As usual for the era, the candidates gave many speeches and were interviewed by newspapermen. They also made appearances on radio and television, including shows like Meet the Press and Face the Nation. But for the first time ever, Presidential candidates agreed to debate each other on television. Nixon, hoping for a single "knockout blow," negotiated for a single debate; Kennedy wanted five. They settled on four.
The first debate was held on September 26 in Chicago, and was devoted to domestic policy. Kennedy prepped that day with aides Ted Sorenson, Richard Goodwin, and Mike Feldman, who according to Theodore White had "operated like young men at college cramming for an exam." JFK and his aides spent that Monday morning coming up with the candidate's opening statement and going over policy details. Kennedy had a nap in the afternoon, after which the "brain trust" met again, JFK sitting on his bed with prepared fact cards, reading each while firing questions at his aides, and then flinging the card onto the floor of the hotel room. Then it was off to the debate.
Nixon, by contrast, spent the day alone, with barely a visitor or phone call. He had been nursing a knee injury, which he inflamed again on the way to the studio by striking it against a car door.
During the evening debate, both men spoke about issues in some detail, at least by television standards. Radio listeners polled after the debate generally thought that Nixon had bested Kennedy. But the story with television viewers was different, polling almost two-to-one in favor of Kennedy as the "victor" in the debate.
What accounts for this difference? Certainly one part was simply physical appearance - Nixon had pasty skin and a 5 o'clock shadow, sweated and looked somewhat sickly and even haggard, and appeared glowering and angry at times. Kennedy, by contrast, appeared relaxed, vigorous, and fit.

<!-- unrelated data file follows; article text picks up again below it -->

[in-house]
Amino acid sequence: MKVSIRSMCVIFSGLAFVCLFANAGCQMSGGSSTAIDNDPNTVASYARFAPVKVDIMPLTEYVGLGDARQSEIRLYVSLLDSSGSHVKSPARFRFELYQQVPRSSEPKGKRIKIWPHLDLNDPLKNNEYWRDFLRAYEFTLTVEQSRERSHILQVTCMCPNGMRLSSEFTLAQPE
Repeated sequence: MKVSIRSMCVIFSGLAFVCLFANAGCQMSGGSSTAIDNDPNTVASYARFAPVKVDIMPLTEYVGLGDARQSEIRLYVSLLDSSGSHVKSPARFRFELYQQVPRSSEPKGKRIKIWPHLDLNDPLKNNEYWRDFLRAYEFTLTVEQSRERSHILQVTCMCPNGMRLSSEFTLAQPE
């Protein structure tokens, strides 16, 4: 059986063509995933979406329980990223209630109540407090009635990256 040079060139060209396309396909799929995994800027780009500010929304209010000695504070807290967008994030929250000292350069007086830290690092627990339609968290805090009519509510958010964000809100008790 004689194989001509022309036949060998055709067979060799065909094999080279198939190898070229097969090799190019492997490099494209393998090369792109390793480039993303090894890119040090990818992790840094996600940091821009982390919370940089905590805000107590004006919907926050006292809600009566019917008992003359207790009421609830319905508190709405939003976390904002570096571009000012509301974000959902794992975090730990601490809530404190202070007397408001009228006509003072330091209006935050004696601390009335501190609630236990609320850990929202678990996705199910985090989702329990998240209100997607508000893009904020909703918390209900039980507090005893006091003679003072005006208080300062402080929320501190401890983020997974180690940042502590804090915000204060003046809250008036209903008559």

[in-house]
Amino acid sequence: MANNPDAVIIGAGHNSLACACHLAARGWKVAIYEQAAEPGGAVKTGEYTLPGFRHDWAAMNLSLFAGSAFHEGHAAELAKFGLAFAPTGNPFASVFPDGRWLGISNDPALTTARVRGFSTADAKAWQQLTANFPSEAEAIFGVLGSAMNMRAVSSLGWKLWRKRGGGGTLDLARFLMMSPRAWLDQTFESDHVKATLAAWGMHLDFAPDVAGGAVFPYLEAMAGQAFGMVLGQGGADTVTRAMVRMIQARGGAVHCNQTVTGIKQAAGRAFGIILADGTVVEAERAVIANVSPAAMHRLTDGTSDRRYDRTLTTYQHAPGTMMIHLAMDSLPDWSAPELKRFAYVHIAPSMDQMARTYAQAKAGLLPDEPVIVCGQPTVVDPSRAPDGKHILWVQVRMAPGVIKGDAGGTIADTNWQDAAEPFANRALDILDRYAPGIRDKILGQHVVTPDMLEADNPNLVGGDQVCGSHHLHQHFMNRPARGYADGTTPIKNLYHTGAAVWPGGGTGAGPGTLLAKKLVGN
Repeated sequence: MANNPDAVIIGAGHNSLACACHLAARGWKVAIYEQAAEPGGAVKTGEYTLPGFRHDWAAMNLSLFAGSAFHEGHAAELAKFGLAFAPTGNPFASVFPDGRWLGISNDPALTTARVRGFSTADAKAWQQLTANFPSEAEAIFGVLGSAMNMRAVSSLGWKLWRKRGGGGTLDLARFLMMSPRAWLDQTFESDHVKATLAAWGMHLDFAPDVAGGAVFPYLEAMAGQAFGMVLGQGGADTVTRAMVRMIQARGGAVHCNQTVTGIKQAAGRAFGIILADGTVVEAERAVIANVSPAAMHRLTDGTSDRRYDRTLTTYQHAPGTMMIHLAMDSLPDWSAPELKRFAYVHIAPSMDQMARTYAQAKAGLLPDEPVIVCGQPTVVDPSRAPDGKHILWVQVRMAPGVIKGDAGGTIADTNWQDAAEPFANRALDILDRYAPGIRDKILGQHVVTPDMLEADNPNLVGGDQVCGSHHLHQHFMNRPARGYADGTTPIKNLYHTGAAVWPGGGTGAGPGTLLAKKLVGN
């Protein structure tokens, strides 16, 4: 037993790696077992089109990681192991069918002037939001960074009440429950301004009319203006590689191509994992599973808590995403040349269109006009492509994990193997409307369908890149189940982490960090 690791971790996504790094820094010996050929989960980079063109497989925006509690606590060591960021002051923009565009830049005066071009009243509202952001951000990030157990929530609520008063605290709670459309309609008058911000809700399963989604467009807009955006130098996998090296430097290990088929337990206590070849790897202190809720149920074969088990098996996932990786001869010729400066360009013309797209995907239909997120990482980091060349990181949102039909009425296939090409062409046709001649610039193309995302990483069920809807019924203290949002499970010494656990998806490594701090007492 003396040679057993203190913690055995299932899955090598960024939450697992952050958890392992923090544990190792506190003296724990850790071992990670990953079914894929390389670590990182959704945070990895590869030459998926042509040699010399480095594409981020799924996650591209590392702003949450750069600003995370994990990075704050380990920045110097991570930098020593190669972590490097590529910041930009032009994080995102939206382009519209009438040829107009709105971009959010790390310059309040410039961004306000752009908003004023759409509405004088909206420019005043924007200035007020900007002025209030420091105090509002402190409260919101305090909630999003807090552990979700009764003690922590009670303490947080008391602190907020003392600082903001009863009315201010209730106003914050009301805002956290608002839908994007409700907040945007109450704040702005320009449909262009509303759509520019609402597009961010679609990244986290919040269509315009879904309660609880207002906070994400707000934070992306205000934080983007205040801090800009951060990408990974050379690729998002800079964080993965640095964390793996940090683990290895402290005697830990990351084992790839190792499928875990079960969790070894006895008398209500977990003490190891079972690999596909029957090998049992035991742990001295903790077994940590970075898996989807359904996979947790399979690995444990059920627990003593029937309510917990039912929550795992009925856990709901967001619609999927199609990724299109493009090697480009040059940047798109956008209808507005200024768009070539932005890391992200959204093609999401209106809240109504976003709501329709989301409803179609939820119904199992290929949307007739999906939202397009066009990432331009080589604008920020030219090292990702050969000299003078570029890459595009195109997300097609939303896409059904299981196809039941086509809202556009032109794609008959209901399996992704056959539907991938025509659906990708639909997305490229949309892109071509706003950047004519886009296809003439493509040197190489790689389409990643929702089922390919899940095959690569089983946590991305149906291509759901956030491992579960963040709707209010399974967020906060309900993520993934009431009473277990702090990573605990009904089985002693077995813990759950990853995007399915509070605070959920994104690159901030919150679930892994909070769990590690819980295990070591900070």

More than just appearance was at play, though - Kennedy seems to have been aware of television as a medium. Nixon addressed himself in his opening and closing statements, debate-style, to Kennedy, agreeing with Kennedy's goals but disagreeing on the methods to achieve them. Kennedy, on the other hand, appealed directly to American viewers. According to Robert Dallek, author of An Unfinished Life:
The difference was telling; Kennedy came across as a leader who intended to deal with the nation's greatest problems; Nixon registered with voters as someone trying to gain an advantage over an adversary.
Nixon's running mate, Henry Cabot Lodge, had this reaction: "That son of a bitch just lost the election."
The mere fact that Kennedy stood on the same stage with Nixon, and at minimum held his own, helped Kennedy's stature and erased Nixon's main argument against his opponent, that he was unequal to the task of being president.
Three more debates were held in October. By the time they ended, Kennedy was ahead in the polls.